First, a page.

When I applied to graduate school (not law school, incidentally), I did not have to give the financial information of my parents for any of the eight schools I applied to. What a weird (and cheap, on their part) requirement. I would contact the financial aid office of the school asking for this information and ask if there's any way you can make a statement of financial independence, as you're not receiving any financial support from your family. I would be wary about putting this information on the FAFSA. Subsidized loans are valuable enough that I wouldn't want to risk it . . .
posted by PhoBWanKenobi at 2:29 PM on January 25, 2009

I worked in financial aid for a few years and it is common that some financial aid offices at higher cost institutions (usually med schools or law schools) will ask for the parental information in order to determine which students will receive their limited need-based grant funding (some schools don't even have need-based grants available for grad students). Since you meet the FAFSA definition of independent status (i.e. >24 years old), that will qualify you for the proper need-based sub vs unsubsidized loan eligibility--and sometimes Federal Perkins loans, which might be available to you as a grad student at these schools. But if the schools have additional need-based grant funds available, you should apply for those based on what each school is requesting. I would suggest that you speak with the financial aid offices at schools A and B to find out the chances of receiving need-based grants based on your parents' income (since you have a sister in college--that counts towards the Expected Family Contribution--EFC, and would show a greater need). School C might not request parental information because they don't have any need-based grant funds available and therefore, you would only be applying via the FAFSA for Perkins (possibly) and sub/unsubsidized loans (so there is no need for parental information in this case). Basically, the parental information is only so schools A and B can hand out their limited need-based grants. The loans will be available to you (unless you are in default of a federal loan) either way. Sub/unsubsidized total = $20,500 per year. Perkins isn't always available, but you might receive that if you (the student) have financial need. Then the GradPLUS loan is available to you up to the Cost of Attendance minus other financial aid (and it is based on your credit). Hope that helps.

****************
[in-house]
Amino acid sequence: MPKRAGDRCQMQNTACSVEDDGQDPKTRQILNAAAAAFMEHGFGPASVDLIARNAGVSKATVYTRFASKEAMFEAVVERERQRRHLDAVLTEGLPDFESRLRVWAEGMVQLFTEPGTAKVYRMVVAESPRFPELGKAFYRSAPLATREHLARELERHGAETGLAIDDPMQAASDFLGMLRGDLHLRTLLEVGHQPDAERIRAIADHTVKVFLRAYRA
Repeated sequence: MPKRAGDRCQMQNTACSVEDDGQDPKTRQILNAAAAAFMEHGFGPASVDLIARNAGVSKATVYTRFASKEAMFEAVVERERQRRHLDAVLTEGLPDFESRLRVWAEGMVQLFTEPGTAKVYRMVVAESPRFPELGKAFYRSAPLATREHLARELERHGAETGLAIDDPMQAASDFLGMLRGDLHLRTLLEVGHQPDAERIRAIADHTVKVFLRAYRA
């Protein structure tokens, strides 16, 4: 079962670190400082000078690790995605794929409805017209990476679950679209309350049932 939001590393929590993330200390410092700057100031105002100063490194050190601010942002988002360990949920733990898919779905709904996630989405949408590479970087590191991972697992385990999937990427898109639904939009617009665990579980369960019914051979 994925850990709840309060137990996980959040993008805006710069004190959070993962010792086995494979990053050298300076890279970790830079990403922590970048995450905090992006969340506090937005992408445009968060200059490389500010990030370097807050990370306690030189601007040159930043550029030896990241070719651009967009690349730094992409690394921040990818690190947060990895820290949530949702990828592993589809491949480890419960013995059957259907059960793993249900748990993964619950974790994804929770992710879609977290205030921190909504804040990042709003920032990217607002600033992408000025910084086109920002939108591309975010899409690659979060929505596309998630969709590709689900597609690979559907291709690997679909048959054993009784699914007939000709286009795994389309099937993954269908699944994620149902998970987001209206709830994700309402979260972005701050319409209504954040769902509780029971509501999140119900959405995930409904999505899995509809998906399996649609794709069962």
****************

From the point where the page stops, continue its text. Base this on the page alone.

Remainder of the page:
posted by angry.polymath at 3:06 PM on January 25, 2009